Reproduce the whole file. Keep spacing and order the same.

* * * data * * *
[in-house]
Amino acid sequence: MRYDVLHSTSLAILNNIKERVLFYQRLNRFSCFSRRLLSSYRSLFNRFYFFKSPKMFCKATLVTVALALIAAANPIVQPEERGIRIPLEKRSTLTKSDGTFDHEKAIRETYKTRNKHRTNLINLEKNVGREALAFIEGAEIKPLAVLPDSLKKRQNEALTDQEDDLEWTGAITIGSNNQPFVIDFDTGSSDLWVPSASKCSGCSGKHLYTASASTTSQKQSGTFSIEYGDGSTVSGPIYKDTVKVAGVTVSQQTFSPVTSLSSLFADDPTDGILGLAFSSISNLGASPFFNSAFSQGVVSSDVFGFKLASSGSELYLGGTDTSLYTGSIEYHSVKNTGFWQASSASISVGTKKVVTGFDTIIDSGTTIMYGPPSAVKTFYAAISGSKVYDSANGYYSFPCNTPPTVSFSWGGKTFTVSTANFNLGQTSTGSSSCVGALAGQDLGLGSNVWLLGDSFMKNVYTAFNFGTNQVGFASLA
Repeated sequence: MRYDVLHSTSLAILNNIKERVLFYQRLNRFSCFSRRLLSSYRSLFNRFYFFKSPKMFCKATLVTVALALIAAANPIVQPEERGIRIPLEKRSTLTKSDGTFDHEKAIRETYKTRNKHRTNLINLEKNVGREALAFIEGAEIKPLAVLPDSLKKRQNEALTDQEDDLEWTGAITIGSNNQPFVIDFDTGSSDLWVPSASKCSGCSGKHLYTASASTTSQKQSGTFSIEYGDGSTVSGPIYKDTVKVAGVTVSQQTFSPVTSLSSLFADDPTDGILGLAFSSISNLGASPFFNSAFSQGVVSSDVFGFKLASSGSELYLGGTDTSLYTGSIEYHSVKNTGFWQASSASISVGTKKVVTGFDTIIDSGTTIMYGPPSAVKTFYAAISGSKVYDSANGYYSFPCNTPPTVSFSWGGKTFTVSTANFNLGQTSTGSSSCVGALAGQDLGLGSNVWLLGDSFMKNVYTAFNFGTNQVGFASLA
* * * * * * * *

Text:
[in-house]
Amino acid sequence: MRYDVLHSTSLAILNNIKERVLFYQRLNRFSCFSRRLLSSYRSLFNRFYFFKSPKMFCKATLVTVALALIAAANPIVQPEERGIRIPLEKRSTLTKSDGTFDHEKAIRETYKTRNKHRTNLINLEKNVGREALAFIEGAEIKPLAVLPDSLKKRQNEALTDQEDDLEWTGAITIGSNNQPFVIDFDTGSSDLWVPSASKCSGCSGKHLYTASASTTSQKQSGTFSIEYGDGSTVSGPIYKDTVKVAGVTVSQQTFSPVTSLSSLFADDPTDGILGLAFSSISNLGASPFFNSAFSQGVVSSDVFGFKLASSGSELYLGGTDTSLYTGSIEYHSVKNTGFWQASSASISVGTKKVVTGFDTIIDSGTTIMYGPPSAVKTFYAAISGSKVYDSANGYYSFPCNTPPTVSFSWGGKTFTVSTANFNLGQTSTGSSSCVGALAGQDLGLGSNVWLLGDSFMKNVYTAFNFGTNQVGFASLA
Repeated sequence: MRYDVLHSTSLAILNNIKERVLFYQRLNRFSCFSRRLLSSYRSLFNRFYFFKSPKMFCKATLVTVALALIAAANPIVQPEERGIRIPLEKRSTLTKSDGTFDHEKAIRETYKTRNKHRTNLINLEKNVGREALAFIEGAEIKPLAVLPDSLKKRQNEALTDQEDDLEWTGAITIGSNNQPFVIDFDTGSSDLWVPSASKCSGCSGKHLYTASASTTSQKQSGTFSIEYGDGSTVSGPIYKDTVKVAGVTVSQQTFSPVTSLSSLFADDPTDGILGLAFSSISNLGASPFFNSAFSQGVVSSDVFGFKLASSGSELYLGGTDTSLYTGSIEYHSVKNTGFWQASSASISVGTKKVVTGFDTIIDSGTTIMYGPPSAVKTFYAAISGSKVYDSANGYYSFPCNTPPTVSFSWGGKTFTVSTANFNLGQTSTGSSSCVGALAGQDLGLGSNVWLLGDSFMKNVYTAFNFGTNQVGFASLA